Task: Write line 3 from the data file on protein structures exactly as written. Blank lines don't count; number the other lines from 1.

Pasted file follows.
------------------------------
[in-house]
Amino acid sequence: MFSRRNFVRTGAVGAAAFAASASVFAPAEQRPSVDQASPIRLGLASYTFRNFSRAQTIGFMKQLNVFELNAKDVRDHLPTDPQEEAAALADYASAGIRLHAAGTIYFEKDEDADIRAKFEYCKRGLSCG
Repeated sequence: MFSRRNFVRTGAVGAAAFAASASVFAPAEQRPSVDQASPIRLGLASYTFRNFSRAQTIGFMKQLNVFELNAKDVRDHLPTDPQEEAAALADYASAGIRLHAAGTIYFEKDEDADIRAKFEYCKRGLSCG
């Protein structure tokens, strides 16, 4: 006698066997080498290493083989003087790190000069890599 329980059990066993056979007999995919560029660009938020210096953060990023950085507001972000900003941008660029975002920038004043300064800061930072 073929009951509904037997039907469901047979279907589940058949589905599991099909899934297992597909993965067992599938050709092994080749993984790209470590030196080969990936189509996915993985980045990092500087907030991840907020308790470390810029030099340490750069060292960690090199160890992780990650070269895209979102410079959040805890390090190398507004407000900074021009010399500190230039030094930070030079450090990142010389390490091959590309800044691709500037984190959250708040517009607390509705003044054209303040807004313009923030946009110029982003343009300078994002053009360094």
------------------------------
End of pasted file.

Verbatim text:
Repeated sequence: MFSRRNFVRTGAVGAAAFAASASVFAPAEQRPSVDQASPIRLGLASYTFRNFSRAQTIGFMKQLNVFELNAKDVRDHLPTDPQEEAAALADYASAGIRLHAAGTIYFEKDEDADIRAKFEYCKRGLSCG